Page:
I've used everything to write my book from pen and ink to Microsoft Word. Over the Christmas holidays I switched to Scrivener, and it is my new Happy Place. Scrivener allows you to organize your research, writing, and character pictures into one program. You can do split-screen so you can write and look at a character picture at the same time. You can label each scene as 'done' or 'still in process'. And the word processing portion is just like Word, so you don't have to learn a new layout. It even imports all your computer fonts into the program. You can also use its name generator, thesaurus, and 'find and replace'. It has a handy 'snapshot' feature, which will take a snapshot of your current draft so you can restore your text back if you don't like your later edits. Sold on it yet? It's only $40, and if you win NaNo, you'll get a discount coupon.

Hemingway Editor
I prefer my writing to be clean, crisp, and understated. Whenever I have gone off the emotional diving board in story form, I have deeply regretted it for months afterwards. This is where Hemingway Editor comes in. Hemingway highlights all your adverbs, words that can be simplified, and sentences that are very hard to read. It doesn't force you to change them, but it finds them for you so you can weigh whether they add or subtract from your story. So much easier than searching for passive voice and adverbs in Microsoft Word, and it really helps you trim the unnecessary word fat. I got the desktop app for $5, but you can also edit your work right on the internet website, if you prefer, though you'll have to copy it to Word when you're done to save it.
from Martin Chuzzlewit, by Charles Dickens 
I recommend this site with caution. Please do not go on it without realizing that there are some pictures that aren't good. And I mean, not good. But if you know how to search right, then you'll do ok. Use the same caution you would use searching for pictures on Pinterest. Teacup is fine. Blonde girl is not. In fact, searching for any kind of people isn't the best idea, though I still do it on occasion.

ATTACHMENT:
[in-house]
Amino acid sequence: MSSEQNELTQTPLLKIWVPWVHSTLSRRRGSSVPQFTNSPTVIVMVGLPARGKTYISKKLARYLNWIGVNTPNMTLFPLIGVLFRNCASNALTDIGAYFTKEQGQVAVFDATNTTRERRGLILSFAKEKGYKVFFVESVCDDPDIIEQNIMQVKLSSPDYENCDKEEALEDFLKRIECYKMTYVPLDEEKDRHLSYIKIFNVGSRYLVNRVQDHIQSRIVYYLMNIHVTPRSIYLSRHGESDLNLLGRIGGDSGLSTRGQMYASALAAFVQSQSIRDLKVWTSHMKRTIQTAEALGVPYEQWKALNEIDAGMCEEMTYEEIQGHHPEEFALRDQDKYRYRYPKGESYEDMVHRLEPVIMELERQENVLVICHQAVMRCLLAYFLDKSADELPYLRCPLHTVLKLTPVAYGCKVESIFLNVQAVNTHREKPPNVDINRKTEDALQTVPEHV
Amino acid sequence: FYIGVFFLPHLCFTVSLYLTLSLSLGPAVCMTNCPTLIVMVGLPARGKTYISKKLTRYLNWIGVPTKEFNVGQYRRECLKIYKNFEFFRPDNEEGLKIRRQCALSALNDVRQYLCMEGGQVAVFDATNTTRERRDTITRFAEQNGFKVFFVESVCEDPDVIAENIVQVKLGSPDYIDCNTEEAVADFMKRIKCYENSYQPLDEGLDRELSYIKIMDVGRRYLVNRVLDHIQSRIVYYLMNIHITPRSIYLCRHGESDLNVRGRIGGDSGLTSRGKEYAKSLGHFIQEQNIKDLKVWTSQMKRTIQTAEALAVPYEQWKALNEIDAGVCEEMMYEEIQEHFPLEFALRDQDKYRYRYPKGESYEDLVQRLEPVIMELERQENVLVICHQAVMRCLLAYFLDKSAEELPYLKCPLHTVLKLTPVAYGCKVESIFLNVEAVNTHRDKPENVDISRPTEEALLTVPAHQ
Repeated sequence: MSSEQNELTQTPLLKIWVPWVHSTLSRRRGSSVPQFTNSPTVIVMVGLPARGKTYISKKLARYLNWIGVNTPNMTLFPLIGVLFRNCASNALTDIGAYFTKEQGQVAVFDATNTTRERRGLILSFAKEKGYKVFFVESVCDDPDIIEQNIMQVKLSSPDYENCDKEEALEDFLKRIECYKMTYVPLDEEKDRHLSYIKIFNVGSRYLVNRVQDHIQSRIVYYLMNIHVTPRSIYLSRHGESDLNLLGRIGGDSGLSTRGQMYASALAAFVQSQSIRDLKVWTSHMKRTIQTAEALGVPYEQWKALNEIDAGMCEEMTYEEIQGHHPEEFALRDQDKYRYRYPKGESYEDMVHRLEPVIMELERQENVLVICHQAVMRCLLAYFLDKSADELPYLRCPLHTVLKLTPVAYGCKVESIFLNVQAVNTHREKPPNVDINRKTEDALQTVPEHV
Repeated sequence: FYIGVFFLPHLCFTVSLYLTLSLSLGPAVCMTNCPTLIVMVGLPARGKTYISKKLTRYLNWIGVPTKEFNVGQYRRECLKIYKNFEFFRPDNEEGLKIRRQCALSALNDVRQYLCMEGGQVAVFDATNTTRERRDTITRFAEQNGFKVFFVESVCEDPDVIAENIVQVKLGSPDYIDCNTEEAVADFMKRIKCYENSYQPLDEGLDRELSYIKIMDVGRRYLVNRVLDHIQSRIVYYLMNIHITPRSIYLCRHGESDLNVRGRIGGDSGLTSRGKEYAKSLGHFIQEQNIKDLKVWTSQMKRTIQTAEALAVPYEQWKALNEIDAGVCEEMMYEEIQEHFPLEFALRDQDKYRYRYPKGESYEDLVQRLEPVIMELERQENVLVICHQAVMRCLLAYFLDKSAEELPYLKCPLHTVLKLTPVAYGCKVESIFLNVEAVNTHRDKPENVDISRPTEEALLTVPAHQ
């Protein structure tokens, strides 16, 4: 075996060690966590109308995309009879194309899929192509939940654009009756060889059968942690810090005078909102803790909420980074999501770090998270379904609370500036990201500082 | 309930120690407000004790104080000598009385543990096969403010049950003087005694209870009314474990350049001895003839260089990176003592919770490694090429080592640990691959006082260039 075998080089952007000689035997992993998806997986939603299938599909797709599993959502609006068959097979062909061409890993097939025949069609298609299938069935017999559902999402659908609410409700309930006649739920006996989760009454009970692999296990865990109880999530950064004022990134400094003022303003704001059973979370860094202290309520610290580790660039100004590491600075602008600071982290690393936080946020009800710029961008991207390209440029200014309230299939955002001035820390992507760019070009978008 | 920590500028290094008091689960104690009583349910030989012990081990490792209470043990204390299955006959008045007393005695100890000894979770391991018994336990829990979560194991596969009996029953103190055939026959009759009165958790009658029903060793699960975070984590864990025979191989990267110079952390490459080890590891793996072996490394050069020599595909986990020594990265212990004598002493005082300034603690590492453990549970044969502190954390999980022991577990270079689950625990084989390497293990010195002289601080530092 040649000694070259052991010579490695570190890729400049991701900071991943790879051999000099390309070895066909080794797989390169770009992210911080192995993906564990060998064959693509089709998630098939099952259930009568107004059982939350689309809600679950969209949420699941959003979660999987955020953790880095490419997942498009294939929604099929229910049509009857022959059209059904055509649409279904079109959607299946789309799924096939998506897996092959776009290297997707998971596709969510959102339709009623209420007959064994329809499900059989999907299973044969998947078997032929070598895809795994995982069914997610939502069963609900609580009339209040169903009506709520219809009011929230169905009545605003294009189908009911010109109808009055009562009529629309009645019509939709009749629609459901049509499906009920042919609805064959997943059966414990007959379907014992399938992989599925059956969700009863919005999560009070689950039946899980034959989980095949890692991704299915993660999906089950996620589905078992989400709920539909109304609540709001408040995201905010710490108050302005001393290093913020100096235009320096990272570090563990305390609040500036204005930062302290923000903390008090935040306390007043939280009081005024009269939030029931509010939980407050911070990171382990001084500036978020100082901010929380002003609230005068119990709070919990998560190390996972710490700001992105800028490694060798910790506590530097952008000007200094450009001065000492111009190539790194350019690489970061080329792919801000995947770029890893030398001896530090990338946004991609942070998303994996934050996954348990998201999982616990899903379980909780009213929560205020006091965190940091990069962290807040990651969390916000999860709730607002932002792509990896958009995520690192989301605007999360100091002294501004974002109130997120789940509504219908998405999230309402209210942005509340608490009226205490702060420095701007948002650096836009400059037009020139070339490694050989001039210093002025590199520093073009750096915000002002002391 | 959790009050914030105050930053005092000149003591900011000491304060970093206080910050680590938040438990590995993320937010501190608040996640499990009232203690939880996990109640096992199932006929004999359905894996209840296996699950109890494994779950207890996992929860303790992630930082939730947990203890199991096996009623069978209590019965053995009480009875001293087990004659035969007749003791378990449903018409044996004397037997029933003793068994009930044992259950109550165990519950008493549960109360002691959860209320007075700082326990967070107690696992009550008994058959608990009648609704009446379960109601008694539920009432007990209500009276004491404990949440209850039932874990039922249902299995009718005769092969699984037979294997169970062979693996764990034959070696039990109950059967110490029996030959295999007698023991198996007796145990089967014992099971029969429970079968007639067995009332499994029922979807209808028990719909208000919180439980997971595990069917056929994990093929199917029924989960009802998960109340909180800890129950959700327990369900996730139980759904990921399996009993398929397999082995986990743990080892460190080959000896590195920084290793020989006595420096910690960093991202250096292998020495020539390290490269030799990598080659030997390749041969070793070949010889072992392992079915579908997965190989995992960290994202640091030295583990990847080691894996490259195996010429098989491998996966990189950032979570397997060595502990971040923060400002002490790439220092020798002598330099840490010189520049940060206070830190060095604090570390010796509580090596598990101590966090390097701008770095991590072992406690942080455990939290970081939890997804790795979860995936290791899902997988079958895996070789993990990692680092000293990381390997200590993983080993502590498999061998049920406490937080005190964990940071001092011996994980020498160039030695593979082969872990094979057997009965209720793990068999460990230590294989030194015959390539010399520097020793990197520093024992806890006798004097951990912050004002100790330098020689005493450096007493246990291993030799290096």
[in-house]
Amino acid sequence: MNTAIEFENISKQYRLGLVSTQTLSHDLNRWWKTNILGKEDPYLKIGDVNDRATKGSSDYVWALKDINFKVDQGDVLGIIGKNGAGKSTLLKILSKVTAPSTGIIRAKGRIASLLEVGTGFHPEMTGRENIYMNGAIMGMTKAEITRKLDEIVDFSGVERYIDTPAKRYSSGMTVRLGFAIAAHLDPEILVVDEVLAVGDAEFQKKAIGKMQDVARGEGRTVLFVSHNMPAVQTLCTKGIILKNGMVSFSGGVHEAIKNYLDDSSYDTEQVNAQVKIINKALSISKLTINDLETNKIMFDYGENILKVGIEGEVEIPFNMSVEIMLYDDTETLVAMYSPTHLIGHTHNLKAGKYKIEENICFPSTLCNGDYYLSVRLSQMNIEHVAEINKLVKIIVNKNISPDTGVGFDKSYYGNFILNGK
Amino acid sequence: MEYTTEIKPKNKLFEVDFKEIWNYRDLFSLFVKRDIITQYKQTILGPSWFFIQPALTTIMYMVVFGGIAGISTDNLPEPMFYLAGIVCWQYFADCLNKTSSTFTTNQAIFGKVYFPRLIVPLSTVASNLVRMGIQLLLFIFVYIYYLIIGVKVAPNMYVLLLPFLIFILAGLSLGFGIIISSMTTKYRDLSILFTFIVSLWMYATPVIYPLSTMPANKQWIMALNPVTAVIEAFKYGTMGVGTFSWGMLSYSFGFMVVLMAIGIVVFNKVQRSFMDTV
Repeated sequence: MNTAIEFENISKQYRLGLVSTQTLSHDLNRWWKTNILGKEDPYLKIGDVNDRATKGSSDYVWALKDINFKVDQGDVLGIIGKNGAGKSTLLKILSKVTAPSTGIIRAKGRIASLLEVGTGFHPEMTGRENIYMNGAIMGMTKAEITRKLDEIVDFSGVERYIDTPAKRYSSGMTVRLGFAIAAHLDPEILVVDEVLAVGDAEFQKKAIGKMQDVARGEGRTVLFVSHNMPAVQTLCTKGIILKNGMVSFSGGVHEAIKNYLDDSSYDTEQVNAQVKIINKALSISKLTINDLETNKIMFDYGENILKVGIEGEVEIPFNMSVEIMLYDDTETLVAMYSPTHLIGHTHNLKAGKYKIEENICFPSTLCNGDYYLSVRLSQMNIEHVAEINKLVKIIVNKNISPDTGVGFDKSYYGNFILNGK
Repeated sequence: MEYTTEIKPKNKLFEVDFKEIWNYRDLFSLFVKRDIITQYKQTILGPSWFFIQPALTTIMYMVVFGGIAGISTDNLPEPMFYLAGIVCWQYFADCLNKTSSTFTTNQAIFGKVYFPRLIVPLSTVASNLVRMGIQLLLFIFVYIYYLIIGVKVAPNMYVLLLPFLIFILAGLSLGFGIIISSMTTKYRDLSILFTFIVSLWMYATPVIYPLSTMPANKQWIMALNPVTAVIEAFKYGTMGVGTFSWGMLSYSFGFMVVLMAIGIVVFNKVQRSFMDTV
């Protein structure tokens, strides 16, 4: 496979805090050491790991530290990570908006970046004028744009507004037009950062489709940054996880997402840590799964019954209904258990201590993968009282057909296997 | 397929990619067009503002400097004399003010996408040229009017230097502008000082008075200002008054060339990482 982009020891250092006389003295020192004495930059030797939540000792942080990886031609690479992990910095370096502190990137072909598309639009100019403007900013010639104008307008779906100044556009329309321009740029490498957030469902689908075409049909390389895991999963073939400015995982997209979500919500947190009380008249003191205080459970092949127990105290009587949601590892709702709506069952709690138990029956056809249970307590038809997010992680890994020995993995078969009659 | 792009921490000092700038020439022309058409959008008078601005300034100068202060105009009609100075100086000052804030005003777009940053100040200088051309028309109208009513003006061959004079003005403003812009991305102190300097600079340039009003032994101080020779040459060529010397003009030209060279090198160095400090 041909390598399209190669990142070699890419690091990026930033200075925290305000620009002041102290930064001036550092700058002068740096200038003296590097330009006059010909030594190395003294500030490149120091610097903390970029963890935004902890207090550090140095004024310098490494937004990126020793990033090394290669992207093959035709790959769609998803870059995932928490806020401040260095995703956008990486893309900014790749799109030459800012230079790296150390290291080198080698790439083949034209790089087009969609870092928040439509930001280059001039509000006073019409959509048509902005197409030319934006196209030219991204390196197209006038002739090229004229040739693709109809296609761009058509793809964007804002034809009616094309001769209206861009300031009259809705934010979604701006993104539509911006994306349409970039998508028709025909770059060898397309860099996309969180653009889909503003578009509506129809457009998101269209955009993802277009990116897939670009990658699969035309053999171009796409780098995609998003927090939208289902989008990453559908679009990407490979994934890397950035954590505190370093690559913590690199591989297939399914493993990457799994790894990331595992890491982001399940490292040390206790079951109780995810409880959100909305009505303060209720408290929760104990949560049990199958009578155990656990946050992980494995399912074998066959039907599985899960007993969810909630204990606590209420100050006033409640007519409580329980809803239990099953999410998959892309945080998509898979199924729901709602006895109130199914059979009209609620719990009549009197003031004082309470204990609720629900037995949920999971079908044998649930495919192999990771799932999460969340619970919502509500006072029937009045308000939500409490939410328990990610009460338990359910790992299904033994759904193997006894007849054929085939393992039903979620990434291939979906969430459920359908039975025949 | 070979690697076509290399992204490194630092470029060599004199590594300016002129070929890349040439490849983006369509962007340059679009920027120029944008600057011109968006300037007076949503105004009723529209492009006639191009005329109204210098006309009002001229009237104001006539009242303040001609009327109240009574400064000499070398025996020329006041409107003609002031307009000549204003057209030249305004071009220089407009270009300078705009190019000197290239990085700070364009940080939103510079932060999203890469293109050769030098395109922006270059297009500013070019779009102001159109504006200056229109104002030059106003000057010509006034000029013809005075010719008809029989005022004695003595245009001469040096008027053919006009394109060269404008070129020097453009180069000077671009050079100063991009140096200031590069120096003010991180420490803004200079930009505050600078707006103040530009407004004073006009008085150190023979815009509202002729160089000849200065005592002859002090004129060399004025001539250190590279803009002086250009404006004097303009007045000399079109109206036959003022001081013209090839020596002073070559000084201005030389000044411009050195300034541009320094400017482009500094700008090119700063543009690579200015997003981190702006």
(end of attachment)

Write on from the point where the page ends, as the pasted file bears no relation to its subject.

I use this site for my blog photos now, and will continue to do so. The pictures are high-quality, completely royalty-free, and require no attribution. I want this blog to be known as a royalty free blog. For the most part it is; I have to go back and fix a few pictures, but I have that on the list to do soon. Pixabay photos are beautiful, inspirational, and there are plenty of good ones to choose from. Like I said, use caution, but know that this resource is out there. It's also connected with the Poster My Wall website, which is quite handy.

These are the tools I have used on a consistent basis for the last couple of years. They have suited my needs, my budget, and my writing styles. I love them all, and I hope you find them useful as well! :)

What are your favorite writing tools?


P.S. Oh, yes. And I also use the sticky notes program to keep track of plot ideas. But that system needs a little ironing out:


  1. Such a helpful post, thank you! I just recently started using scrivener and I love it! Bit of a learning curve, but overall I think it's a great tool. Will have to check out the other tools you mentioned.